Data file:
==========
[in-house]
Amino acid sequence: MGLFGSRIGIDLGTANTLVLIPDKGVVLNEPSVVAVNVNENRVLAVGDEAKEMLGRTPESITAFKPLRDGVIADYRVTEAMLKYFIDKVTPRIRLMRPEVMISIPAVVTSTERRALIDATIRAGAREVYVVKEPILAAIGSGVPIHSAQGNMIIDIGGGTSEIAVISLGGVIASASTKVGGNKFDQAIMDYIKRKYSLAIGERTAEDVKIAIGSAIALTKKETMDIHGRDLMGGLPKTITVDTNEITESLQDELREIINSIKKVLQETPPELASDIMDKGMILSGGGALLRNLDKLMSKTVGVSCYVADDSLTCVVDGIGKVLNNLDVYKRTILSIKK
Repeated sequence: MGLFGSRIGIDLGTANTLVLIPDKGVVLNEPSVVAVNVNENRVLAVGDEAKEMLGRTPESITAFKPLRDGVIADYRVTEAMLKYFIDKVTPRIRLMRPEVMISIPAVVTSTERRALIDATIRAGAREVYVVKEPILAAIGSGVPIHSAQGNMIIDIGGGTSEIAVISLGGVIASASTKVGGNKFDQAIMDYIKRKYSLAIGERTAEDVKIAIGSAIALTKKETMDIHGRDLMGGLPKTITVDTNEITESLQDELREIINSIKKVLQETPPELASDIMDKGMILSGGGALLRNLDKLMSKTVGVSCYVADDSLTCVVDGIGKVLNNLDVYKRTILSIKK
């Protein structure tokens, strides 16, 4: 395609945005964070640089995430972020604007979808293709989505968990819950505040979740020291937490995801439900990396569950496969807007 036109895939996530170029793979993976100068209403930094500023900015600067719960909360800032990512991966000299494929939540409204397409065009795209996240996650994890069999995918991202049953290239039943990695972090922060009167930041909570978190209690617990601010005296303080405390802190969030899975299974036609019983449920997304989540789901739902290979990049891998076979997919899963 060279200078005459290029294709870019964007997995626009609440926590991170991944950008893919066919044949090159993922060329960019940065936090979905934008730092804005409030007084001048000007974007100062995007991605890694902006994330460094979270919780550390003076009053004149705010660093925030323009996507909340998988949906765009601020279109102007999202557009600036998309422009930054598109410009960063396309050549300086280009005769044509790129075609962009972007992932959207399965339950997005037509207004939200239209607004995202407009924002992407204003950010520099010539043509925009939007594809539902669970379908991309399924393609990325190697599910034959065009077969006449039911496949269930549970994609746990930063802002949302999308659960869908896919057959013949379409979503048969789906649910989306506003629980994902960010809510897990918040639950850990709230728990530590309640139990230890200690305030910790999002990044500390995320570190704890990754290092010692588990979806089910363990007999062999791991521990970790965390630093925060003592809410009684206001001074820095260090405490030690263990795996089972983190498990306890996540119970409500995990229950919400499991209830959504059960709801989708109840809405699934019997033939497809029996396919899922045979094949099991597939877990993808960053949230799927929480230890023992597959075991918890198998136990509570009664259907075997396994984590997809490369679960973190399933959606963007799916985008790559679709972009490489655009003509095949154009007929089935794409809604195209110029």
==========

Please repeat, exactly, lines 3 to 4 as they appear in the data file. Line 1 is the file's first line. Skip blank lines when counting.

Repeated sequence: MGLFGSRIGIDLGTANTLVLIPDKGVVLNEPSVVAVNVNENRVLAVGDEAKEMLGRTPESITAFKPLRDGVIADYRVTEAMLKYFIDKVTPRIRLMRPEVMISIPAVVTSTERRALIDATIRAGAREVYVVKEPILAAIGSGVPIHSAQGNMIIDIGGGTSEIAVISLGGVIASASTKVGGNKFDQAIMDYIKRKYSLAIGERTAEDVKIAIGSAIALTKKETMDIHGRDLMGGLPKTITVDTNEITESLQDELREIINSIKKVLQETPPELASDIMDKGMILSGGGALLRNLDKLMSKTVGVSCYVADDSLTCVVDGIGKVLNNLDVYKRTILSIKK
């Protein structure tokens, strides 16, 4: 395609945005964070640089995430972020604007979808293709989505968990819950505040979740020291937490995801439900990396569950496969807007 036109895939996530170029793979993976100068209403930094500023900015600067719960909360800032990512991966000299494929939540409204397409065009795209996240996650994890069999995918991202049953290239039943990695972090922060009167930041909570978190209690617990601010005296303080405390802190969030899975299974036609019983449920997304989540789901739902290979990049891998076979997919899963 060279200078005459290029294709870019964007997995626009609440926590991170991944950008893919066919044949090159993922060329960019940065936090979905934008730092804005409030007084001048000007974007100062995007991605890694902006994330460094979270919780550390003076009053004149705010660093925030323009996507909340998988949906765009601020279109102007999202557009600036998309422009930054598109410009960063396309050549300086280009005769044509790129075609962009972007992932959207399965339950997005037509207004939200239209607004995202407009924002992407204003950010520099010539043509925009939007594809539902669970379908991309399924393609990325190697599910034959065009077969006449039911496949269930549970994609746990930063802002949302999308659960869908896919057959013949379409979503048969789906649910989306506003629980994902960010809510897990918040639950850990709230728990530590309640139990230890200690305030910790999002990044500390995320570190704890990754290092010692588990979806089910363990007999062999791991521990970790965390630093925060003592809410009684206001001074820095260090405490030690263990795996089972983190498990306890996540119970409500995990229950919400499991209830959504059960709801989708109840809405699934019997033939497809029996396919899922045979094949099991597939877990993808960053949230799927929480230890023992597959075991918890198998136990509570009664259907075997396994984590997809490369679960973190399933959606963007799916985008790559679709972009490489655009003509095949154009007929089935794409809604195209110029």